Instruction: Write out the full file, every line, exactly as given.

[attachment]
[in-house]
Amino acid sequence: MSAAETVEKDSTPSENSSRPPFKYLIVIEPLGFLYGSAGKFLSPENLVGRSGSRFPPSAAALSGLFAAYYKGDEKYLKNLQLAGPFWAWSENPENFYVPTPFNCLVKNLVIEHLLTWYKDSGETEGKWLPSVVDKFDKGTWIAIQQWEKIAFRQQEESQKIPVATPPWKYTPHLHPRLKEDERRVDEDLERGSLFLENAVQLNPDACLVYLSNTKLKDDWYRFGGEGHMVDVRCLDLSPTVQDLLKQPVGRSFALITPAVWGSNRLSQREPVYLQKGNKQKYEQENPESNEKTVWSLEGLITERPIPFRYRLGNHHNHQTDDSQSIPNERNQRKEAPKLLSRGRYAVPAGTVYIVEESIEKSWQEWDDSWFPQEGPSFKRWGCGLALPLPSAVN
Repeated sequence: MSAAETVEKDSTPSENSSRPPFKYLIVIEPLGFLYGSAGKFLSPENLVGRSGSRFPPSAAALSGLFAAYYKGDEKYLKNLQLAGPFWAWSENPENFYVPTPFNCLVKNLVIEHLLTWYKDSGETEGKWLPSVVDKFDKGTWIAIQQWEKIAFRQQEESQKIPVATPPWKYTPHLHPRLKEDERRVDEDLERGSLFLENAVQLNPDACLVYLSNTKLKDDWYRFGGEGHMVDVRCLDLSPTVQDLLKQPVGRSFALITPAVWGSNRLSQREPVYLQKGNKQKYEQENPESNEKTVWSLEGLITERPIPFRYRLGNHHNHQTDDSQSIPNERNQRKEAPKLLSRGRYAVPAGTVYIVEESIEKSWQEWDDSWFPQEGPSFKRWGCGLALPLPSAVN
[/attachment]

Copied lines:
[in-house]
Amino acid sequence: MSAAETVEKDSTPSENSSRPPFKYLIVIEPLGFLYGSAGKFLSPENLVGRSGSRFPPSAAALSGLFAAYYKGDEKYLKNLQLAGPFWAWSENPENFYVPTPFNCLVKNLVIEHLLTWYKDSGETEGKWLPSVVDKFDKGTWIAIQQWEKIAFRQQEESQKIPVATPPWKYTPHLHPRLKEDERRVDEDLERGSLFLENAVQLNPDACLVYLSNTKLKDDWYRFGGEGHMVDVRCLDLSPTVQDLLKQPVGRSFALITPAVWGSNRLSQREPVYLQKGNKQKYEQENPESNEKTVWSLEGLITERPIPFRYRLGNHHNHQTDDSQSIPNERNQRKEAPKLLSRGRYAVPAGTVYIVEESIEKSWQEWDDSWFPQEGPSFKRWGCGLALPLPSAVN
Repeated sequence: MSAAETVEKDSTPSENSSRPPFKYLIVIEPLGFLYGSAGKFLSPENLVGRSGSRFPPSAAALSGLFAAYYKGDEKYLKNLQLAGPFWAWSENPENFYVPTPFNCLVKNLVIEHLLTWYKDSGETEGKWLPSVVDKFDKGTWIAIQQWEKIAFRQQEESQKIPVATPPWKYTPHLHPRLKEDERRVDEDLERGSLFLENAVQLNPDACLVYLSNTKLKDDWYRFGGEGHMVDVRCLDLSPTVQDLLKQPVGRSFALITPAVWGSNRLSQREPVYLQKGNKQKYEQENPESNEKTVWSLEGLITERPIPFRYRLGNHHNHQTDDSQSIPNERNQRKEAPKLLSRGRYAVPAGTVYIVEESIEKSWQEWDDSWFPQEGPSFKRWGCGLALPLPSAVN